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Br Med J (Clin Res Ed). 1986 May 24;292(6532):1357-61.

Cancer of the liver and the use of oral contraceptives.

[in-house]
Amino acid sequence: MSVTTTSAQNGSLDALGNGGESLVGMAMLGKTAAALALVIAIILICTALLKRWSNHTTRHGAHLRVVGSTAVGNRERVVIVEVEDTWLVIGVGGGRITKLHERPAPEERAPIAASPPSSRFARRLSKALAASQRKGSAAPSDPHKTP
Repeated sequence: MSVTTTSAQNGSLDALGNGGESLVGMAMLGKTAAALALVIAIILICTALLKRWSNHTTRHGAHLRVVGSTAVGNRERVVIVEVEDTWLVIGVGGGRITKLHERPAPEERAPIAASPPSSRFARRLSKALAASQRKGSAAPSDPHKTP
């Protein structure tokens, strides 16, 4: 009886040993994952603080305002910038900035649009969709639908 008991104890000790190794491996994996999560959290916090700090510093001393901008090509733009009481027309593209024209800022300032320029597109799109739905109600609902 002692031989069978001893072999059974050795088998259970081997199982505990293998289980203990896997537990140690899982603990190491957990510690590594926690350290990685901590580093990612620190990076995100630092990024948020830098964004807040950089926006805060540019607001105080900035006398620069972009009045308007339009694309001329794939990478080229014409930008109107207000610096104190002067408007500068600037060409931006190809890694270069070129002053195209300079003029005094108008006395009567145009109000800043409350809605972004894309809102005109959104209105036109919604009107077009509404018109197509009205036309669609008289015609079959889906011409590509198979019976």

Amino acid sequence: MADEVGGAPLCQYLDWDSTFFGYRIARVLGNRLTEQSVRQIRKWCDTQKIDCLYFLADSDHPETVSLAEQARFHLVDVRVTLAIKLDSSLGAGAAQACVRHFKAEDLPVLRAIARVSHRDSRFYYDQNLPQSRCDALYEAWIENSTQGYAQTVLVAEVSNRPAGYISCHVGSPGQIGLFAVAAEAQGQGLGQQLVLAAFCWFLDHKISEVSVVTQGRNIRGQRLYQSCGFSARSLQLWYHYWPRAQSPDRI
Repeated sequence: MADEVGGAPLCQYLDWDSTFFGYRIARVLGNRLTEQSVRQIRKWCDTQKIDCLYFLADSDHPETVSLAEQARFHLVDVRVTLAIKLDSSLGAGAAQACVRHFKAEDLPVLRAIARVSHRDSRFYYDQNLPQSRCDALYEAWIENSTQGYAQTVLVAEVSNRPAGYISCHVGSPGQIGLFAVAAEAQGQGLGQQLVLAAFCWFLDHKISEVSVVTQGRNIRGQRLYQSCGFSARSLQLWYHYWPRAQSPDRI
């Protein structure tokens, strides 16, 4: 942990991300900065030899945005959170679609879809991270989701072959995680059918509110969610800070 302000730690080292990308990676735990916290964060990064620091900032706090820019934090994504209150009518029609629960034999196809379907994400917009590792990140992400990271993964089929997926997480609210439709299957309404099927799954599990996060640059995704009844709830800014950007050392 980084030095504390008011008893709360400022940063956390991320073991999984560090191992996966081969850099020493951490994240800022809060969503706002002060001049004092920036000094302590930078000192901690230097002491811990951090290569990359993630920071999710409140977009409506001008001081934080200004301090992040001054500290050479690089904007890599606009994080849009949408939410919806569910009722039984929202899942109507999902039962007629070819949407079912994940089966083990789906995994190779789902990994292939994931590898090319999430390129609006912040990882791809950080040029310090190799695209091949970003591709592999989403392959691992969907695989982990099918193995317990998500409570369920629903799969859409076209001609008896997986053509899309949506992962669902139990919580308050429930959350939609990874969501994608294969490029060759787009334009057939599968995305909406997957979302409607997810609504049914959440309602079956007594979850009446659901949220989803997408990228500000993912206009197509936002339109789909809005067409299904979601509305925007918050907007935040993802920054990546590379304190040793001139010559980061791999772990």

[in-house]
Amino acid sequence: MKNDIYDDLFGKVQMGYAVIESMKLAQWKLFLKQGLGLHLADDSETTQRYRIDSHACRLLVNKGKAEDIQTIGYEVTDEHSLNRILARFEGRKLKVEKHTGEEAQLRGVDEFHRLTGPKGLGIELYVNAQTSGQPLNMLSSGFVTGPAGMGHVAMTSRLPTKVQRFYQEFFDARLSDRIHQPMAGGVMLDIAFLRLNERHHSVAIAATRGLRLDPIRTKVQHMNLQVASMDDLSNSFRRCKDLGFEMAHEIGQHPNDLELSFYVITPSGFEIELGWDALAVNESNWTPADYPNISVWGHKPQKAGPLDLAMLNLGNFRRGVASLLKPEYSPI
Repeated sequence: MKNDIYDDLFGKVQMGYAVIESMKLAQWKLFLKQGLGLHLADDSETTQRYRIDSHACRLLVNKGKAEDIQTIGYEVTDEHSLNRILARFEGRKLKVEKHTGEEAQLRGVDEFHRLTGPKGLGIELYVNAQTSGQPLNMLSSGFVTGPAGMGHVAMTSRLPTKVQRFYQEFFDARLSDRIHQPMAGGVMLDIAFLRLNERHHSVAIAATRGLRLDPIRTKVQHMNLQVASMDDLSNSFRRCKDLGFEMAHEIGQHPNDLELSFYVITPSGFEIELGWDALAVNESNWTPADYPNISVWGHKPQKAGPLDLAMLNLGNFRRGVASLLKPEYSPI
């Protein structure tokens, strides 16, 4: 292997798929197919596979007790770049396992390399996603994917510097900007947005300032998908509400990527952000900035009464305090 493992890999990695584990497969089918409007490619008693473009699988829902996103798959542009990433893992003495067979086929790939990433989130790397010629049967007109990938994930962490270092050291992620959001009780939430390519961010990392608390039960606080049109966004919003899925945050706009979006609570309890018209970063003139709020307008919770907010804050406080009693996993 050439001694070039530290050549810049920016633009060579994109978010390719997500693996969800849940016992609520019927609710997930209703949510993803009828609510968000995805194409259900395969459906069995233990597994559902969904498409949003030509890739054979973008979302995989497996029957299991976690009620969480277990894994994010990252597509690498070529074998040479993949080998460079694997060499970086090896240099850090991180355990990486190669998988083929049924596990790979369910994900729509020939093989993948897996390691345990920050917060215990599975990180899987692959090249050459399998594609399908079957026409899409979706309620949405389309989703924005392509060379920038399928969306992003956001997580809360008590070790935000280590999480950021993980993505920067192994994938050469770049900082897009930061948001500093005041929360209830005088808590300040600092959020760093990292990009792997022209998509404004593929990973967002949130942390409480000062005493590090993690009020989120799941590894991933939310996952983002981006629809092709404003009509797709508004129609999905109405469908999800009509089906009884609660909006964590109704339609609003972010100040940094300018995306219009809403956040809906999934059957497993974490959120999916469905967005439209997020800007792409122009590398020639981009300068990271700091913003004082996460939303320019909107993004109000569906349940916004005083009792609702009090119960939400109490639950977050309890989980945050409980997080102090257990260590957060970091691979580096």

A case-control study of the use of oral contraceptives was conducted among women certified as having died from cancer of the liver in the period 1979-82 and in the age range 20-44 years. An age matched group of women who died from other causes, not related to use of oral contraceptives, in the same period were used as controls. Information about use of oral contraceptives was obtained from the general practitioners' notes for both cases and controls. Information was obtained for 30 women with histologically confirmed liver cancer, 19 with hepatocellular carcinoma and 11 with cholangiocarcinoma, and for 147 controls. The results were analysed after adjusting for age at diagnosis and year of birth and showed that use of oral contraceptives was associated with a significantly (p less than 0.05) raised relative risk for hepatocellular carcinoma of 3.8 (95% confidence interval 1.0 to 14.6) and use for eight years or more was associated with a significantly (p less than 0.01) increased relative risk of 20.1 (2.3 to 175.7). There were no apparent increases in risk for cholangiocarcinoma. Despite the small number of cases in this study and the methodological problems in assessing use of oral contraceptives from general practitioners' notes, the results were consistent with other similar studies. Although in the United Kingdom primary liver cancer remains an exceptionally rare disease, especially in young women, further research on the role of oral contraceptives is needed in those countries where it is a much more common disease.

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